Take the Basecamp’s kitchen, for instance. With an integrated two-burner stove, sink, refrigerator, microwave, I had all the tools at my disposal to make just about any meal I wanted. But then again, a normal Coleman stove, cooler, and cast-iron skillet will do the same job with a bit more preparation. On backpacking trips, hauling a Jetboil stove and eating dehydrated food out of a bag isn’t something I bemoan; it’s just part of the experience. As for running water, my LifeStraw filtration system  turns any creek into a drinking fountain, although it isn’t as easy as turning a knob.

Caleb Denison, Senior A/V Editor

You’re right, Rick: This trailer isn’t for you, it’s for me.

As a 42-year old with a family, my tent camping days are few and far between, and my backpacking days are in the rear-view mirror. I still feel the call to haul into the deep woods with only the barest of essentials on my back and a twinkle of adventure in my eye, but it’s just not practical for me anymore. I’m no silver fox (yet), but I do have two kids who, right or wrong, prefer glamping to more traditional camping.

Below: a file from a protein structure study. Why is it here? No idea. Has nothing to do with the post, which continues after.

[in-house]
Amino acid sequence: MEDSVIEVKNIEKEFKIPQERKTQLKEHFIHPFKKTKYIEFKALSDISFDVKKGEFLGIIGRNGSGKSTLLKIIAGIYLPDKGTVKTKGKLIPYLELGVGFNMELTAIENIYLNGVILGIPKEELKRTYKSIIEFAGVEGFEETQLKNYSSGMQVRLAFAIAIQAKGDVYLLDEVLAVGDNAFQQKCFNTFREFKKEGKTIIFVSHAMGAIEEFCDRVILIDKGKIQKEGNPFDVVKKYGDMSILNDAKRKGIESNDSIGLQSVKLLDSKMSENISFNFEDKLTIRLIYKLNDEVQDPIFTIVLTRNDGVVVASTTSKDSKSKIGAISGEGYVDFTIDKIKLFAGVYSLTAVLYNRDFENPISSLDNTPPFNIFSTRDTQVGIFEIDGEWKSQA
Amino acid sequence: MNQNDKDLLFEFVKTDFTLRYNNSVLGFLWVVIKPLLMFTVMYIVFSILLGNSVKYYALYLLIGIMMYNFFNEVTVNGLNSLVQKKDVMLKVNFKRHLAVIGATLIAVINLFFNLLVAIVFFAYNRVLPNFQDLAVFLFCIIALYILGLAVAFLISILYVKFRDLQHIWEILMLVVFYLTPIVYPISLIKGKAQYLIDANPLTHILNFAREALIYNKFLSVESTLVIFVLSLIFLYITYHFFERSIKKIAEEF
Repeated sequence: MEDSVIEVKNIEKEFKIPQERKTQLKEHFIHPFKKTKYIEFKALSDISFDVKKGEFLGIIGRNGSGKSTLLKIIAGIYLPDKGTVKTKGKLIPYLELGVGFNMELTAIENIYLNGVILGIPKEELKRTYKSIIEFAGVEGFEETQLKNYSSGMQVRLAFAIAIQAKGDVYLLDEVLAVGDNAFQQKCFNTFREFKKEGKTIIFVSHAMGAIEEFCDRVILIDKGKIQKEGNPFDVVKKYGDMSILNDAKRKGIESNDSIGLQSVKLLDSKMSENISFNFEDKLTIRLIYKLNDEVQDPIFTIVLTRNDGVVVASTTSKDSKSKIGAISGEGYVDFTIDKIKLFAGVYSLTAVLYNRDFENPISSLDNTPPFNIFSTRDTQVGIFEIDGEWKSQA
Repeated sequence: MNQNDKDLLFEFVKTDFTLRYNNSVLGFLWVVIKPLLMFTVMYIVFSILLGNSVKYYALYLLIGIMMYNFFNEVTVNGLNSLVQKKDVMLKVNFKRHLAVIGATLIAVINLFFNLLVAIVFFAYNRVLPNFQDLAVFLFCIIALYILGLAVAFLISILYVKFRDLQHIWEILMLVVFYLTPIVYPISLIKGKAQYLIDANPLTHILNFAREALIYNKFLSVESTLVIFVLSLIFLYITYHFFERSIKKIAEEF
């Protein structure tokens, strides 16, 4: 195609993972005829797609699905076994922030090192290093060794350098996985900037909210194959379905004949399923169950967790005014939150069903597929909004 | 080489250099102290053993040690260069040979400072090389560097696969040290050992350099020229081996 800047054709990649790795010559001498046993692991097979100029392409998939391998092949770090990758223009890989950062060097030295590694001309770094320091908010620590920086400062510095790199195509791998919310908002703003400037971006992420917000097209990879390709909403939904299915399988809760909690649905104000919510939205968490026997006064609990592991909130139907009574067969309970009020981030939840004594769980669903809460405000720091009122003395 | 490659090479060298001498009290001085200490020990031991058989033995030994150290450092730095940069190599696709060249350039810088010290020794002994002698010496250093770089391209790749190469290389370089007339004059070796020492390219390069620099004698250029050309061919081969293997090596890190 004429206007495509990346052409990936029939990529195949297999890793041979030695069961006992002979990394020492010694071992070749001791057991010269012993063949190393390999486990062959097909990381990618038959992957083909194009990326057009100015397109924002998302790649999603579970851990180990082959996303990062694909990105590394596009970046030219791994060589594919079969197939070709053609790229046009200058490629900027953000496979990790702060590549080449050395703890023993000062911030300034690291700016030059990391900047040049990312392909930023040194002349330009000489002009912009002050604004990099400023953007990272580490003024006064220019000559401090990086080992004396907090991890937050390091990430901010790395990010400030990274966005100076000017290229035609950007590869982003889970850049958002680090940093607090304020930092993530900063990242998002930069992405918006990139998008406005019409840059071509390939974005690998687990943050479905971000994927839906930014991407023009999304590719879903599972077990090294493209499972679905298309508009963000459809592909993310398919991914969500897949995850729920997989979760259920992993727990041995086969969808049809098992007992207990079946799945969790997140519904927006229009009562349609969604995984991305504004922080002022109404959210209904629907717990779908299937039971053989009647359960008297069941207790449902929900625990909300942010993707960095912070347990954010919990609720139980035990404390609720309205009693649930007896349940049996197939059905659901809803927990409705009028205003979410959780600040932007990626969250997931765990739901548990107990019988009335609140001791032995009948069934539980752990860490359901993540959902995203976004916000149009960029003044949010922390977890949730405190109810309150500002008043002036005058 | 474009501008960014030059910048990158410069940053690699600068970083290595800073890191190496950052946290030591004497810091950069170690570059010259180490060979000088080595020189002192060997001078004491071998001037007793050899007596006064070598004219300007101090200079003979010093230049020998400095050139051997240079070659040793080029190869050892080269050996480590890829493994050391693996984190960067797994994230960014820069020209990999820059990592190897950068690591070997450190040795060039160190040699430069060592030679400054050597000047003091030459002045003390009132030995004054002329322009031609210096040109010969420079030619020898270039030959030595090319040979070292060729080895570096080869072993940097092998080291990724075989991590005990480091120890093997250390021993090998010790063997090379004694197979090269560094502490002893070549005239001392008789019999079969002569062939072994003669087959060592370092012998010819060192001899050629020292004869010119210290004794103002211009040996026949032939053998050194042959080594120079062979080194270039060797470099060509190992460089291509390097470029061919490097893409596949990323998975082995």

Dan Baker/Digital Trends

If I want to get out into nature for a couple of days and explore a trail, or chill out by a river for a weekend of fishing, I need a way to get out the door quick and be set up for fun within a matter of minutes after arriving at my destination. The Airstream Basecamp trailer lets me do that with ease.

The built-in fridge means I don’t need to worry about constantly restocking coolers with ice, and it even runs on propane if I’m without power or the battery somehow runs empty. Speaking of propane, two 20-pound tanks on board and a two-star stove mean I can cook in comfort at all times, in all seasons — there will be no rain on my culinary parade or wind blowing out the fire beneath my cast-iron pot of jambalaya.

The Basecamp trailer is designed to make meals for many a pleasure, leaving more time for me and my family to enjoy our surroundings.

And the sink? The sink? That glass-covered stainless-steel bowl with pressurized hot water means while you’re still messing around with a plastic tub and multiple trips to the creek after lunch, my dishes are done and I’m already down at the river with a line in the water catching dinner.